May 1, 2014; Miami, FL, USA; Atlanta Braves second baseman Dan Uggla (26) warms up prior to a game against the Miami Marlins at Marlins Ballpark. Mandatory Credit: Steve Mitchell-USA TODAY Sports

Morning Chop: Atlanta Braves News 5/9/14


 

Bleacher Report

Joel Reuter, featured columnist for Bleacher Report, shares his Early Season Approval Ratings for all MLB teams, including and of course the Atlanta Braves.  Check out Joel’s thoughts…

Team Overview

The Atlanta Braves’ phenomenal starting pitching was the talk of the league to start the season, but as that has started to level off a bit, their wildly inconsistent offense has dominated the headlines.

 

 

Fangraphs

David Weirs, writing for Fangraphs, in his Roto Riteup, shared a little bit of his thoughts about Dan Uggla, 2nd baseman for the Atlanta Braves (for the time being everyone keeps saying).  Check it out.

Roto Riteup — Presented By DraftKings: May 9, 2014

Second base in Atlanta
With Dan Uggla starting just five of the past nine games at the keystone for the Atlanta Braves, it is safe to say there is a second base problem. Manager Fredi Gonzalez remained mum as to who will get the most playing time going forward, be it Uggla, Ramiro Pena or Tyler Pastornicky. Neither Pena or Pastornicky offer the same power as Uggla, however both should provide similar value with the bat thanks to a lower strikeout rate and both are superior in the field. Prospect Tommy La Stella is currently hitting .306/.368/.333 and could have the inside track over both Pena and Pastornicky.

 

 

Rowland’s Office

Brad Rowland makes a good point, when he opines that the Atlanta Braves found upwards of $500 mil, but cannot seem to find a way to deal with Dan Uggla.  Check out his thoughts…

#Braves find $500 mil but won’t bite the bullet on Uggla

Maffei said the Braves’ TV deals originally ran through 2027, but he didn’t say how long the renegotiated deals run.

The bad news: Frank Wren might use the money on other ill-considered contract extensions. In a related item, The Oafbatross ain’t going anywhere anytime soon,reporteth Bowman.

 

 

MLB

Joe Morgan of MLB takes an early look at the matchup between Julio Teheran and the Atlanta Braves, as they face the Chicago Cubs in Atlanta’s next series.  Take a look at Joe’s thoughts…

Teheran eyes help vs. well-supported Hammel

Hurlers keep throwing quality starts, but Braves righty has just two W’s

Julio Teheran is the ace of a Braves starting rotation that leads the Majors with a 2.47 ERA. His 1.80 ERA and MLB-best seven quality starts are a big reason why.

Teheran will go for another one Friday night in the series opener against the Cubs at Turner Field.

But even the best pitchers are prone to mistakes, and Teheran made three in his most recent start against the Giants on Saturday. He surrendered three solo homers and not much else in seven innings as he took his first loss since Opening Day.

 

 

 

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Tags: Atlanta Braves Dan Uggla Julio Teheran

  • fireboss

    if pitchers can’t give up a solo home run without thinking they have lost the chance to win there’s something seriously wrong with your lineup/roster and that is certainly true of the Braves. The situation is reminiscent of a trade deadline locker room dilemma. If they don’t move decisively in second base the rest of the lineup will think management is indecisive and unwilling to do what it takes to win. That itself could cost the team the race. If they release Uggla they have to go to McGuirk explain how they made a decision that will cost them $24m over the next two years and produce nothing. That and any continued failure of BJ means FW is not just on the hot seat, his butt is already medium rare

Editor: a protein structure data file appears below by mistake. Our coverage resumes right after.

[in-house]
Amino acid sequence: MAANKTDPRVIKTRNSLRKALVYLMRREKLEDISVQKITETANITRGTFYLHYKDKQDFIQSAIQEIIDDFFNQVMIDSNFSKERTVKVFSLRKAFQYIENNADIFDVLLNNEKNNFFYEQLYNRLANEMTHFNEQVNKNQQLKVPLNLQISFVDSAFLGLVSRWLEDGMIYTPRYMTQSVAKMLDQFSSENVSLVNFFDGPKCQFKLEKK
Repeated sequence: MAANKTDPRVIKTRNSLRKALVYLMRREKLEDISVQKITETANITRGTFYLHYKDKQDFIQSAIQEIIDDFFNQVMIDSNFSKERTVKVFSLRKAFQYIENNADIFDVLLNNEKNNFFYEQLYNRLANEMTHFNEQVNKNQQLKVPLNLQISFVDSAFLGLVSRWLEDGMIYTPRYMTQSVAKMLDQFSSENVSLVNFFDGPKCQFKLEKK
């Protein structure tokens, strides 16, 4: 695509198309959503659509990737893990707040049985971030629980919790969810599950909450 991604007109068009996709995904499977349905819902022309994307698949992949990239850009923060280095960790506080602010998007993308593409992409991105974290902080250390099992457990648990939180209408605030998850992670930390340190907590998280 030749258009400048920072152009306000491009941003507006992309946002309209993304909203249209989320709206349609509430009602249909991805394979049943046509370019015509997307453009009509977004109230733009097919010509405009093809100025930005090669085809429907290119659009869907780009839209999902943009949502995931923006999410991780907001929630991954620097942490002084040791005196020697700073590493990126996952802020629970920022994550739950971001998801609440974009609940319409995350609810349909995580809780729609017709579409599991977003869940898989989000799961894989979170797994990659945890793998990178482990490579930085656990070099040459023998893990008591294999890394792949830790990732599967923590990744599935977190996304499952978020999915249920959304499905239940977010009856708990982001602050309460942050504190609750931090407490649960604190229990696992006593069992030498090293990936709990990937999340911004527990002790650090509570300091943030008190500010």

• http://www.tomahawktake.com/ Chris Headrick

      Man, I couldn’t agree more! I always just shake my head when I hear (and yes I’ve said this myself more than I care to admit) that FW must play the likes of BJ to save face. Perhaps, but he needs to get past that. With all the money that should come in with the new stadium, and the new TV deal, it should no longer be a financial issue to deal with either Dan OR B.J. Save face my ^*&%%$. If you have a player not performing, despite the business side of baseball, they just need to sit them. I know he’s not a perfect substitute, but I think I’d rather see Schafer playing in CF daily, and Pena (or please Lord, TLS) at 2nd daily. Stop the madness.

    • Joseph Fain

      It’s amazing to me as a business consultant that executives like Frank Wren, who should be a business man first and a baseball man second, don’t understand the idea of sunk cost. Dan gets paid either way and he is having a negative impact on the team having already racked up -0.6 WAR this season. If you consider the value of 1 WAR (say $3-4M), then Dan is set to cost the Braves millions in additional value BY PLAYING as opposed to being cut loose. If I was in McGirk’s shoes, Wren would having some serious explaining to do about why Dan is still in the lineup as opposed to vis-a-vis. I do think the struggles of BJ are playing a big factor in this. My guess is that if BJ was performing as planned, then Dan would have be long gone a while ago.